Linux and UNIX Man Pages

Linux & Unix Commands - Search Man Pages

execve(2) [bsd man page]

EXECVE(2)							System Calls Manual							 EXECVE(2)

execve - execute a file SYNOPSIS
execve(name, argv, envp) char *name, *argv[], *envp[]; DESCRIPTION
Execve transforms the calling process into a new process. The new process is constructed from an ordinary file called the new process file. This file is either an executable object file, or a file of data for an interpreter. An executable object file consists of an iden- tifying header, followed by pages of data representing the initial program (text) and initialized data pages. Additional pages may be specified by the header to be initialized with zero data. See a.out(5). An interpreter file begins with a line of the form ``#! interpreter''. When an interpreter file is execve'd, the system execve's the spec- ified interpreter, giving it the name of the originally exec'd file as an argument and shifting over the rest of the original arguments. There can be no return from a successful execve because the calling core image is lost. This is the mechanism whereby different process images become active. The argument argv is a null-terminated array of character pointers to null-terminated character strings. These strings constitute the argument list to be made available to the new process. By convention, at least one argument must be present in this array, and the first element of this array should be the name of the executed program (i.e., the last component of name). The argument envp is also a null-terminated array of character pointers to null-terminated strings. These strings pass information to the new process that is not directly an argument to the command (see environ(7)). Descriptors open in the calling process remain open in the new process, except for those for which the close-on-exec flag is set (see close(2)). Descriptors that remain open are unaffected by execve. Ignored signals remain ignored across an execve, but signals that are caught are reset to their default values. Blocked signals remain blocked regardless of changes to the signal action. The signal stack is reset to be undefined (see sigvec(2) for more information). Each process has real user and group IDs and an effective user and group IDs. The real ID identifies the person using the system; the effective ID determines his access privileges. Execve changes the effective user and group ID to the owner of the executed file if the file has the "set-user-ID" or "set-group-ID" modes. The real user ID is not affected. The new process also inherits the following attributes from the calling process: process ID see getpid(2) parent process ID see getppid(2) process group ID see getpgrp(2) access groups see getgroups(2) working directory see chdir(2) root directory see chroot(2) control terminal see tty(4) resource usages see getrusage(2) interval timers see getitimer(2) resource limits see getrlimit(2) file mode mask see umask(2) signal mask see sigvec(2), sigmask(2) When the executed program begins, it is called as follows: main(argc, argv, envp) int argc; char **argv, **envp; where argc is the number of elements in argv (the ``arg count'') and argv is the array of character pointers to the arguments themselves. Envp is a pointer to an array of strings that constitute the environment of the process. A pointer to this array is also stored in the global variable ``environ''. Each string consists of a name, an "=", and a null-terminated value. The array of pointers is terminated by a null pointer. The shell sh(1) passes an environment entry for each global shell variable defined when the program is called. See envi- ron(7) for some conventionally used names. RETURN VALUE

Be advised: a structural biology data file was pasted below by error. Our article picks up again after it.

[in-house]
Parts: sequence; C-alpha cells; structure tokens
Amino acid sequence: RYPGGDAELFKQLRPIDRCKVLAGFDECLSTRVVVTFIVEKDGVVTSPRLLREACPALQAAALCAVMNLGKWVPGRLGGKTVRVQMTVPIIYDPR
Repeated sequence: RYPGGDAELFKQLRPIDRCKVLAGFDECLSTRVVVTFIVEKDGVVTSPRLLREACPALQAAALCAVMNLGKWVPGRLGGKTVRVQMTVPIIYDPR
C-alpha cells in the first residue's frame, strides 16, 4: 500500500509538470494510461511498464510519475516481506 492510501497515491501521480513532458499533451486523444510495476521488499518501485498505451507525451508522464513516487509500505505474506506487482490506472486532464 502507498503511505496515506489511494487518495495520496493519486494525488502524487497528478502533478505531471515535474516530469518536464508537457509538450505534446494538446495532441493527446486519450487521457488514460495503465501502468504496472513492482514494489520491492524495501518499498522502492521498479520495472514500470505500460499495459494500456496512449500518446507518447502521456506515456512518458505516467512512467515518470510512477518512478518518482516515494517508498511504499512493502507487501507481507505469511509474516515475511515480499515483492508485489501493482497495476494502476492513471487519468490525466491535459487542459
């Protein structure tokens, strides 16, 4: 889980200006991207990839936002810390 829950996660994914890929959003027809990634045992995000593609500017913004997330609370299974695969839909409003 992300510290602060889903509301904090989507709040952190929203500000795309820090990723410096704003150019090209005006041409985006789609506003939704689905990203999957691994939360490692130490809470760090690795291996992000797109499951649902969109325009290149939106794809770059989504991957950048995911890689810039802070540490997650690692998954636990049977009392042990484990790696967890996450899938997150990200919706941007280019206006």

If execve returns to the calling process an error has occurred; the return value will be -1 and the global variable errno will contain an error code. ERRORS
Execve will fail and return to the calling process if one or more of the following are true: [ENOTDIR] A component of the path prefix is not a directory. [EINVAL] The pathname contains a character with the high-order bit set. [ENAMETOOLONG] A component of a pathname exceeded 255 characters, or an entire path name exceeded 1023 characters. [ENOENT] The new process file does not exist. [ELOOP] Too many symbolic links were encountered in translating the pathname. [EACCES] Search permission is denied for a component of the path prefix. [EACCES] The new process file is not an ordinary file. [EACCES] The new process file mode denies execute permission. [ENOEXEC] The new process file has the appropriate access permission, but has an invalid magic number in its header. [ETXTBSY] The new process file is a pure procedure (shared text) file that is currently open for writing or reading by some process. [ENOMEM] The new process requires more virtual memory than is allowed by the imposed maximum (getrlimit(2)). [E2BIG] The number of bytes in the new process's argument list is larger than the system-imposed limit. The limit in the system as released is 20480 bytes (NCARGS in <sys/param.h>. [EFAULT] The new process file is not as long as indicated by the size values in its header. [EFAULT] Path, argv, or envp point to an illegal address. [EIO] An I/O error occurred while reading from the file system. CAVEATS
If a program is setuid to a non-super-user, but is executed when the real uid is ``root'', then the program has some of the powers of a super-user as well. SEE ALSO
exit(2), fork(2), execl(3), environ(7) 4th Berkeley Distribution May 22, 1986 EXECVE(2)
Man Page